One solution that has been suggested to this problem is to provide index marks on the body of the handpiece adjacent the switch member of the valve. The surgeon can then set the valve to a desired position by positioning the switch member relative to the index marks. A disadvantage of this arrangement is that it requires the surgeon to focus his/her eyes on the position of the valve switch member. In order to take this action, the surgeon has to divert his/her eyes and attention from the surgical site. Clearly, it is more desirable for the surgeon's eyes to remain focused on the surgical site and the procedure being performed at the site.

SUMMARY OF THE INVENTION

This invention relates to a new powered surgical handpiece with a suction conduit and a valve that facilitates the accurate control of fluid flow through the suction conduit. The valve of this invention includes an indexing assembly. The indexing assembly provides tactile feedback to the person actuating the valve regarding the position of the valve. Thus, an individual, based on feel alone, can set the valve to at least one known intermediate flow rate state between the full off and full on states.

BRIEF DESCRIPTION OF THE DRAWINGS

The invention is pointed out with particularity in the claims. The above and further advantages of the invention may be better understood by reference to the following description taken in conjunction with the accompanying drawings, in which:

FIG. 1 depicts a powered surgical handpiece of this invention;

FIG. 2 is an exploded view of the surgical handpiece;

FIG. 3 is a cross sectional view of the handpiece housing depicting the conduit through which a suction is drawn;

FIG. 4 is side view of the lever arm of the valve integral with the handpiece;

FIG. 4A is a front view of the lever arm depicted in FIG. 4 and the associated valve barrel;

FIG. 5 is a top view of the surface of the handpiece housing over which the lever arm of the valve is seated; and

FIG. 6 is a side and exposed view of how the valve indexing assembly of the handpiece of this invention operates.

DETAILED DESCRIPTION

FIGS. 1 and 2 depict a surgical handpiece 20 of this invention. Handpiece 20 is designed to perform endoscopic surgical procedures though not all handpieces of this invention may be so limited. The handpiece 20 includes an elongated housing 22 that forms the body of the handpiece. A complementary cutting accessory 24 is attached to the front end, the distal end, of the handpiece 20. A coupling assembly 28 attached to the distal end of the housing 22 releasably couples the cutting accessory 24 to the handpiece 20. A motor 25 is located inside the housing 22. Power is supplied to motor 25 from a power supply, (not illustrated) through a power cable 27 attached to the proximal rear end of the housing 22.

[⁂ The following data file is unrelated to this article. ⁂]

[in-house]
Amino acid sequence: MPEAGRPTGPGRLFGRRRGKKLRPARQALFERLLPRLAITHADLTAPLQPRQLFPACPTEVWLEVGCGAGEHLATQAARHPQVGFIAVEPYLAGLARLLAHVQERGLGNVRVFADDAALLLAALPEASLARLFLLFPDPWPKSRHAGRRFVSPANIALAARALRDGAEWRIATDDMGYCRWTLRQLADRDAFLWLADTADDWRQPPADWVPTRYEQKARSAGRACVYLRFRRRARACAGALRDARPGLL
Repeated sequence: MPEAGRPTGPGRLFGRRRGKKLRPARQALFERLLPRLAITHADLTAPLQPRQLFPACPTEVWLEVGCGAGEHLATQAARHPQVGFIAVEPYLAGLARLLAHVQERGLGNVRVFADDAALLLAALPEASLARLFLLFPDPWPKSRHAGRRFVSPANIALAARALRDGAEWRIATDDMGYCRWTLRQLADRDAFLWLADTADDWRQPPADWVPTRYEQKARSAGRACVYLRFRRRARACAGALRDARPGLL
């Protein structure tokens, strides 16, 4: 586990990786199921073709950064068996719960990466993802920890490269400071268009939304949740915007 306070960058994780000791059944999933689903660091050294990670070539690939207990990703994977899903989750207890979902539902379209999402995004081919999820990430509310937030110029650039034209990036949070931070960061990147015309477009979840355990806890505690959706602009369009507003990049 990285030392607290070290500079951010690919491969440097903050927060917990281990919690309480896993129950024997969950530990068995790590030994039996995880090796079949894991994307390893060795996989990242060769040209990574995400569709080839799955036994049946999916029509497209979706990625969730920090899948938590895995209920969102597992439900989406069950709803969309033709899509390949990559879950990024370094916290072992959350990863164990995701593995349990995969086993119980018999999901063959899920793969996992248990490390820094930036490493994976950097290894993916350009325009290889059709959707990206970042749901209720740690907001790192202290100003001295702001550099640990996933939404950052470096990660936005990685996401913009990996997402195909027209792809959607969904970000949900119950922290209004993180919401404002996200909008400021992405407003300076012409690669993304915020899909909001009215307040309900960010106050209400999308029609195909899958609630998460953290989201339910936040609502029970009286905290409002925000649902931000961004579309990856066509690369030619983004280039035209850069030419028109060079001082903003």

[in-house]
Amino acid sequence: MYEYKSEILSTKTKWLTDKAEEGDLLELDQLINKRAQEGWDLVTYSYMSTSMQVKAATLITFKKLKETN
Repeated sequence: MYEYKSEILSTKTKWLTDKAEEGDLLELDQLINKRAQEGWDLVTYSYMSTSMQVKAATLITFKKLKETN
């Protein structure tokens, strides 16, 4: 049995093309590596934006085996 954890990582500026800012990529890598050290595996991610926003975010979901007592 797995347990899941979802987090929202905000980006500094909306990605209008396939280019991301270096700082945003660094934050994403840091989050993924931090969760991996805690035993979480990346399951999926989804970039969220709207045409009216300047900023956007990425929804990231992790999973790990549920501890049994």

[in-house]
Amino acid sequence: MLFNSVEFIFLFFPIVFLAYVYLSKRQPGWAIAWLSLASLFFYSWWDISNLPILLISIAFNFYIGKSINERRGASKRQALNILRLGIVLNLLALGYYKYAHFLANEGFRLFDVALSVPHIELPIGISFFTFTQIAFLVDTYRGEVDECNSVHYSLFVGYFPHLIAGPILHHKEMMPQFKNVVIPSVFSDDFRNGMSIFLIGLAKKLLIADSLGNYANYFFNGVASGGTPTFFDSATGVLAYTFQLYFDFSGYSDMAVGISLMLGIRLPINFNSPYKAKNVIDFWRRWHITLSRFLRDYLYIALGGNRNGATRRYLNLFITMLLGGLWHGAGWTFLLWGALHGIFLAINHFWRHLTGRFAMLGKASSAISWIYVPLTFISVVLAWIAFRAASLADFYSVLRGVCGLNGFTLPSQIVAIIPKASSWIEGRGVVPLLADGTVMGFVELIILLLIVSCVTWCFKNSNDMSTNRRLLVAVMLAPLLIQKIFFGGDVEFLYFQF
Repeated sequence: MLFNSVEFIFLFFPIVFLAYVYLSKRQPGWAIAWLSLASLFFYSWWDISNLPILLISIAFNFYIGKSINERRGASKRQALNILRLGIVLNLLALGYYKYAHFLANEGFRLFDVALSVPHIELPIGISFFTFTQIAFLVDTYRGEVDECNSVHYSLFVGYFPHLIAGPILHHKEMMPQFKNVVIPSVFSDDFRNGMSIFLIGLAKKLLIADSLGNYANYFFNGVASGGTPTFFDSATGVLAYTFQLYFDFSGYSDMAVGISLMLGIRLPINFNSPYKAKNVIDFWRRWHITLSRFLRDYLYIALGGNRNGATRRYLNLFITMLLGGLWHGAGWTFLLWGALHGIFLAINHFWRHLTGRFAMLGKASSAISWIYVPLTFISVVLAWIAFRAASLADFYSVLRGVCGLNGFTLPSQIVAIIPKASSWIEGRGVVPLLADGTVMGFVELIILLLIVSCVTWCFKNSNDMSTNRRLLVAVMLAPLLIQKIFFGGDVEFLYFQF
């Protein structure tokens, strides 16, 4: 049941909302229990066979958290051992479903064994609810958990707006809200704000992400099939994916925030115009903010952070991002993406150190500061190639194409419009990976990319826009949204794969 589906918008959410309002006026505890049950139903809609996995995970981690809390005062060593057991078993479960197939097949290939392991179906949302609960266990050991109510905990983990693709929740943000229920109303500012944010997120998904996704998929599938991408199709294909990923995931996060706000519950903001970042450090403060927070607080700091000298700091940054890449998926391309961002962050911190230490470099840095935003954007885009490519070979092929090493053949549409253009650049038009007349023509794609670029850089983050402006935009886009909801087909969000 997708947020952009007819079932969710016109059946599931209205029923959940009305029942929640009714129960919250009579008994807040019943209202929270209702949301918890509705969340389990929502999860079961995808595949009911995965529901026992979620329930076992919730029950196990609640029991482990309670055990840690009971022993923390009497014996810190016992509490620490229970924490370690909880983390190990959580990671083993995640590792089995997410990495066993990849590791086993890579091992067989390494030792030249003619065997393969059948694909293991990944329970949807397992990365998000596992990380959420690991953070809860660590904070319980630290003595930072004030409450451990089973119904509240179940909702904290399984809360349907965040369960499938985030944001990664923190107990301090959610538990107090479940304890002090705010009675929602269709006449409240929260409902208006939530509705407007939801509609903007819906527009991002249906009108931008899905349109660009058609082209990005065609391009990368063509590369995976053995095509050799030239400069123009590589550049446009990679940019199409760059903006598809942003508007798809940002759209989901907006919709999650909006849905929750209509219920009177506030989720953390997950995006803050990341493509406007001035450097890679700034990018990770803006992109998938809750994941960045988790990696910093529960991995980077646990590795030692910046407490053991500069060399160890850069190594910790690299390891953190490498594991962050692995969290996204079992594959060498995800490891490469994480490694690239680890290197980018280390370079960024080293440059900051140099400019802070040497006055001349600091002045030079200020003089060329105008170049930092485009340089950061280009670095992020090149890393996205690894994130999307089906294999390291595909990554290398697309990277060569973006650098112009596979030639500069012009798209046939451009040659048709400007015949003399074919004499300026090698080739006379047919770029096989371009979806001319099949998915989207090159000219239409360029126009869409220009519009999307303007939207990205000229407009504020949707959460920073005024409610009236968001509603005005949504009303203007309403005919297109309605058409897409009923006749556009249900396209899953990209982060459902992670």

The cutting accessory 24 includes inner and outer tubes 30 and 32, respectively. A static hub 34 is attached to the proximal, rear end of the outer tube. The static hub 34 is coupled to the coupling assembly 28 to hold the outer tube 30 fixed in place relative to the handpiece housing 22. An inner hub, (not illustrated) is fixed to the proximal end of the inner tube 30 and is seated in the coupling assembly 28. The inner hub engages a drive shaft that extends forward from the motor 25. Thus, the actuation of the motor 25 causes the rotation of the inner tube 30. The distal ends of the inner and outer tubes 30 and 32, respectively, are formed with openings 36 and 38, respectively. Fluid and debris from the surgical site to which the cutting accessory 24 is applied flow through openings 36 and 38 into the center of inner tube 30.

As seen best by reference to FIGS. 2 and 3, the handpiece housing 22 is formed to have a large diameter main bore 42. Main bore 42 is the space within housing 22 in which the motor 25 and drive shaft are located. Extending parallel with and located above main bore 42, housing 22 is formed to have a suction bore 44. The suction bore 44 opens at the proximal, rear end of the housing 22. A suction fitting 46 is coupled to the open proximal end, the rear end, of the suction bore 44. A relatively small length suction passage 48 extends diagonally upwardly from the distal end of main bore 42 towards suction bore 44. Suction passage 48 provides fluid communication between the coupling assembly and the cutting accessory inner hub to the suction bore 44. Collectively suction passage 48 and suction bore 44 form the suction conduit through the handpiece 20.

A suction line extends from the open end of the fitting 46 to a suction pump, (line and pump not illustrated). A suction is drawn through the passage 48, the suction bore 44, the fitting 46 and suction line by the pump. This is the suction that draws fluid and debris into cutting attachment openings 36 and 38 and through inner tube 30.

The flow through suction bore 44 is regulated by a valve 52. More particularly, valve 52 is located in a valve chamber 54 formed in the housing 22. In the depicted version of the invention, valve chamber 54 connects suction passage 48 with suction bore 44. Valve 52, seen best in FIGS. 4 and 4A, includes a cylindrical valve barrel 56 that is rotatably seated in the valve chamber 54. The barrel 56 is formed to have a bore 58 that extends perpendicular to and through the longitudinal axis of the barrel. The valve 52 is considered in the fully open state when the longitudinal axis of the barrel bore 58 is aligned with the longitudinal axis of the suction passage 48. When the valve 54 is in this position, there is unrestricted fluid flow from the suction passage 48 through the barrel bore 58 into the suction bore 44. The valve 52 is in the closed state when the barrel 56 is positioned so that the outer wall of the barrel faces the end of the suction passage 48 that opens into the valve chamber 54. When the valve 52 is so positioned, the barrel 56 blocks fluid flow from the suction passage 48 to the suction bore 44.